Part of the whole: solved but still meh


#1



https://www.codecademy.com/en/courses/python-beginner-en-qzsCL/1/4?curriculum_id=4f89dab3d788890003000096


hi there, i was going mad at this exercise for just an indented error. The missplaced "return" gave me a wrong avg number > Oops, try again. get_class_average([alice, lloyd]) returned 91.15 instead of 85.85 as expected
after a while i realized that THIS:
def get_class_average(students):
results=[]
for student in students:
results.append(get_average(student))
____ _return average(results)
was different than THIS

def get_class_average(students):
results=[]
for student in students:
results.append(get_average(student))
return average(results)

can someone pls explain to me why a TAB changed the value of the whole code?!?
Thankssssss


lloyd = {
    "name": "Lloyd",
    "homework": [90.0, 97.0, 75.0, 92.0],
    "quizzes": [88.0, 40.0, 94.0],
    "tests": [75.0, 90.0]
}
alice = {
    "name": "Alice",
    "homework": [100.0, 92.0, 98.0, 100.0],
    "quizzes": [82.0, 83.0, 91.0],
    "tests": [89.0, 97.0]
}
tyler = {
    "name": "Tyler",
    "homework": [0.0, 87.0, 75.0, 22.0],
    "quizzes": [0.0, 75.0, 78.0],
    "tests": [100.0, 100.0]
}

# Add your function below!
def average(numbers):
    total = sum(numbers)
    return float(total) / len(numbers)

def get_average(student):
    homework= average(student['homework'])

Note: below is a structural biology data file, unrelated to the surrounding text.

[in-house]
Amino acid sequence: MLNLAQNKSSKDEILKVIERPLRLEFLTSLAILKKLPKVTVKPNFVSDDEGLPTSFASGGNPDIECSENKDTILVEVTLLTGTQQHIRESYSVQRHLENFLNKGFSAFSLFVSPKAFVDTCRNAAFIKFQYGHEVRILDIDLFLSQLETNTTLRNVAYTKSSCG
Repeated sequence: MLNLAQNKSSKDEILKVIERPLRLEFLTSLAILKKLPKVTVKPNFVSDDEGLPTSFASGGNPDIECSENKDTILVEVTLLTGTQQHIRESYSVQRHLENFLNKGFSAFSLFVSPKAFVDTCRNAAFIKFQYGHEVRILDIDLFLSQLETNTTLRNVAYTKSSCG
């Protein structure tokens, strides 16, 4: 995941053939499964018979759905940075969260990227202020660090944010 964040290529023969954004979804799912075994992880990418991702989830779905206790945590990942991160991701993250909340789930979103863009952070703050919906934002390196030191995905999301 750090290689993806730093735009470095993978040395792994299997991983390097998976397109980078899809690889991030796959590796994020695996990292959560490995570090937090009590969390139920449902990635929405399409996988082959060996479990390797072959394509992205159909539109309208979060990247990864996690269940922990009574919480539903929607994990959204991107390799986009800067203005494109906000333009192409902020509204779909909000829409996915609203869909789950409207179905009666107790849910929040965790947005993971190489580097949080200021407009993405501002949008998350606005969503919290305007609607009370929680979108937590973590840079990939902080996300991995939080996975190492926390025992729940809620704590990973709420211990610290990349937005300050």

quizzes= average(student['quizzes'])
    tests= average(student['tests'])
    total = 0.1 * average(student['homework']) +  0.3 * average     (student['quizzes']) +  0.6 * average(student['tests'])
    return total
def get_letter_grade(score):
    if score >= 90:
        return "A"
    elif score >= 80:
        return "B"
    elif score >= 70:
        return "C"
    elif score >= 60:
        return "D"
    else:
        return "F"
print get_letter_grade(get_average(lloyd))


def get_class_average(students):
    results=[]
    for student in students:
        results.append(get_average(student))
    return average(results)


#2

The reason is because of python's built in syntax. Because it doesn't use curly braces like java or something for functions/statements/etc, it needs indentation to know what code is in a function and what is outside, for example.

if the code is like this:

def get_class_average(students):
    results=[]
    for student in students:
        results.append(get_average(student))
    return average(results)

The return statement is inside of the function but outside of the for loop
BUT

def get_class_average(students):
    results=[]
    for student in students:
        results.append(get_average(student))
        return average(results)

The return statement is inside of the function AND inside of the for loop


#3

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